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‘Grow-your-own’ N boosts yield

The latest research on farmers growing their own nitrogen shows the management practice hedges against a volatile off-farm inputs market, and results in increased yields and income.

‘Grow-your-own’ N boosts yield

The latest research on farmers growing their own nitrogen shows the management practice hedges against a volatile off-farm inputs market, and results in increased yields and income.

The research by Iowa State University agronomy professor Matt Liebman and his associates was discussed at a recent field day at the ISU Ag Engineering and Agronomy Research Farm in September.

The event was sponsored by Practical Farmers of Iowa, the USDA Agriculture Research Service, Iowa State University and the U.S. Testing Network.

Results show that from 2003 through 2010, extending a two-year corn-soybean crop rotation with small grains and forage legumes increased corn yields 5 to 9 bushels per acre and soybean yields 5 to 7 bushels.

The three-year rotation (corn–soybean–oat/red clover) provided about $284 per acre in net returns to land and management compared to $277 for the two-year rotation (corn–soybean) and $282 for the four-year rotation (corn–soybean–oat/ alfalfa–alfalfa).

Key Points

Growing own nitrogen increases yields and hedges against volatile N prices.

Extending crop rotation by adding forage legume trims cost of purchased inputs.

Goal is to maintain a high level of production while improving environment.

This study supports earlier research showing farmers who use legumes as their major source of nitrogen and apply manure for extra on-farm nutrients, protect themselves from the rising prices of off-farm inputs, and it stabilizes their farm’s income.

This comes as no surprise to conventional farmers like John Gilbert, 62, a self-described “veteran of the farm crisis of the 1980s.” Gilbert farms 800 acres in Hardin County, and his operation now includes forage, dairy cattle and hogs.

“I don’t want to expose myself to more financial risk,” says Gilbert. “Land is out of my price range, so we have to intensify our management of what we have. Farmer-owned livestock has done that for us.” He says his forage land stands up to drought and flooding, plus he has a use for the grass and legumes. “This system will work for us through thick and thin,” says Gilbert.

Do more with less

Liebman, Wallace chair for Sustainable Agriculture at ISU, says farmers can do more with less and yield more with lower external inputs. “It’s about maintaining high levels of production while improving the environment,” he says, including diversifying with legumes to improve soil quality and integrating livestock into the operation to cut reliance on synthetic fertilizers.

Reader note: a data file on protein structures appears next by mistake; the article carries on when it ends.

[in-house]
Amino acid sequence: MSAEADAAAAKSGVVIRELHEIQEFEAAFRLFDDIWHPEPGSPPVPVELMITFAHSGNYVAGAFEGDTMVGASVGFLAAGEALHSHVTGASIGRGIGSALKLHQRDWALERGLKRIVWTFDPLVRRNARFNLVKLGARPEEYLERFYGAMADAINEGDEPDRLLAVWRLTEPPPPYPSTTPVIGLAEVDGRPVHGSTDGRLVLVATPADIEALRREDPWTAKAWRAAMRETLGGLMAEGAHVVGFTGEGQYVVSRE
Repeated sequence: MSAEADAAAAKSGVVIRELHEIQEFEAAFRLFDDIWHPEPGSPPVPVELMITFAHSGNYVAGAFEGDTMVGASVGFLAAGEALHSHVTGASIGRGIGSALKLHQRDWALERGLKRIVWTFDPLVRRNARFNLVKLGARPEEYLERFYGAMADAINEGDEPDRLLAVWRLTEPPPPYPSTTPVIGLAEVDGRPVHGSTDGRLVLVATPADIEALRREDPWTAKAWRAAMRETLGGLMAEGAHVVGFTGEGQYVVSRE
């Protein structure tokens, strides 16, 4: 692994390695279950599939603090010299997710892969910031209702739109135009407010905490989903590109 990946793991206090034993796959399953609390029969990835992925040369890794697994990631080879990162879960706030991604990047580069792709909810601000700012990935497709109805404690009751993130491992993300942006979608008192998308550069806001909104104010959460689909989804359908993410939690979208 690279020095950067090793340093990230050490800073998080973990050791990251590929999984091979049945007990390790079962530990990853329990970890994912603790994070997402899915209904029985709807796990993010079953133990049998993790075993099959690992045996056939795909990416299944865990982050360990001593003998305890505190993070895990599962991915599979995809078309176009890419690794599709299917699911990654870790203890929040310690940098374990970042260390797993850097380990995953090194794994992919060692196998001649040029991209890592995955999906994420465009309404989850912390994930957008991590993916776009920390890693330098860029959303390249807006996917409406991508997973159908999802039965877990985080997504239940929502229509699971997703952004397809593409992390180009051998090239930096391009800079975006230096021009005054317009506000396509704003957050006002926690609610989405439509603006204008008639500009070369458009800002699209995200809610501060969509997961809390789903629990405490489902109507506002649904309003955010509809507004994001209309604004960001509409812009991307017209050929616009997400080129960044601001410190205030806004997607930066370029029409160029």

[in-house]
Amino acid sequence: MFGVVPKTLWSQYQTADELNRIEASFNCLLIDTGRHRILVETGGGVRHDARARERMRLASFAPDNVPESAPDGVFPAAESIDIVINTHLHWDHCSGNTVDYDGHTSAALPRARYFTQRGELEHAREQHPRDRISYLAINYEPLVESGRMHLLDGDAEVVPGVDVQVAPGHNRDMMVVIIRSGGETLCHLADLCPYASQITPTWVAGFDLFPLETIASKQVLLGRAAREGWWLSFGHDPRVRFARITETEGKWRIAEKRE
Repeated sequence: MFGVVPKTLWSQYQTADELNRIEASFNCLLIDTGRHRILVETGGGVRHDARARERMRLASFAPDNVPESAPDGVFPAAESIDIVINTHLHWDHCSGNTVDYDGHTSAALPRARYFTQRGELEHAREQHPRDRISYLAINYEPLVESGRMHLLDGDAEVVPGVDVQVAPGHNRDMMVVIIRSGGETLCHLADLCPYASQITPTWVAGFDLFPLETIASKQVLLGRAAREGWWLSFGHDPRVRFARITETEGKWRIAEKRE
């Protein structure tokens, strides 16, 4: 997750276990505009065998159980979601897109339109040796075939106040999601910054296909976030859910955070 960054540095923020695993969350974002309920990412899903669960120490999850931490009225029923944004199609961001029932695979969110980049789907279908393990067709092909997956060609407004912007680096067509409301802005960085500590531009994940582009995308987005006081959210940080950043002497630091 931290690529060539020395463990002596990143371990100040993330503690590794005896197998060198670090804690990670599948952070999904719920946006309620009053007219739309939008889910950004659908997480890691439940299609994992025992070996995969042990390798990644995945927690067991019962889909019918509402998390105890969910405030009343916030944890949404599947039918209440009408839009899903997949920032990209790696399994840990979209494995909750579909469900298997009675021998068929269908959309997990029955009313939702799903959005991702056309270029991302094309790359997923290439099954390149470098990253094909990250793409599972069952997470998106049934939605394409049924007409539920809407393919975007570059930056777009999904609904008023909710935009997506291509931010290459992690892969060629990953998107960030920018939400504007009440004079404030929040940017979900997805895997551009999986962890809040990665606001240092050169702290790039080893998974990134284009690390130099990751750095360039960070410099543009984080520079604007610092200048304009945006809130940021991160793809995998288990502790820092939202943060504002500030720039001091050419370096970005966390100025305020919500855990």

Liebman’s numbers show this approach can greatly reduce chemical use without jeopardizing yields, an increasingly important factor as weeds and pests adapt to herbicides and pesticides.

Compared with the two-year rotation system, nitrogen fertilizer use during 2003-10 was decreased by 76% in the three-year rotation and by 84% in the four-year rotation. Herbicide use was 85% less in the three-year rotation and 89% less in the four-year rotation.

For farmers without their own livestock, the high livestock numbers across the state allow them access to manure from neighboring facilities. Liebman used purchased manure in his analysis of three different systems, and the three-year rotation still outperformed the other two rotations, both economically and agronomically.

Earl Hafner, 65, an organic farmer from Panora, who spoke at the field day later, said this research makes using an extended crop rotation to reduce inputs “a no-brainer, but it takes a different mindset. If you’re farming 3,000 acres, it means you’ve got to have a cultivator and have someone on it, you can’t just call the
co-op to spray.”

Hafner, who began converting his 1,800 acres and beef herd to organic in the late 1990s, isn’t out to convert fellow farmers to organic. “We don’t have to be organic to have healthy food,” he says. “We have to have good soil biology. You can call that a biological farmer if you want to.”

To Hafner, extending his rotation with cover crops makes good economic and environmental sense. “If you go in behind soybeans and plant cereal rye, it means you’re feeding the soil biology during winter,” he says. “I turn that into the top 4 inches of soil; 6 inches of rye in the spring will absorb $170 worth of water-soluble nutrients that you’re saving. By July, when your corn or beans are having a major pull on nutrients; those nutrients are available to the crop.”

The added bonuses of increased yields and better weed control through the allelopathic qualities of cover crops only build the case for the extended rotation.

Gilbert adds one more consideration: “It’s the type of system landowners need to recognize is important if we’re going to have a new generation of farmers. At that stage it becomes more economical for a person of limited means to use their skills to raise perennial forages, rather than be buying a lot of inputs.”

Liebman has been working with ISU economist Craig Chase, ISU plant pathologist Leonor Leandro and University of Illinois soil scientist Michelle Wander. He also works on this study with Mark Tomer and Tom Sauer from the USDA-ARS National Laboratory for Ag and Environment at ISU.

Erem writes from Cedar County.

This article published in the November, 2011 edition of WALLACES FARMER.

All rights reserved. Copyright Farm Progress Cos. 2011.

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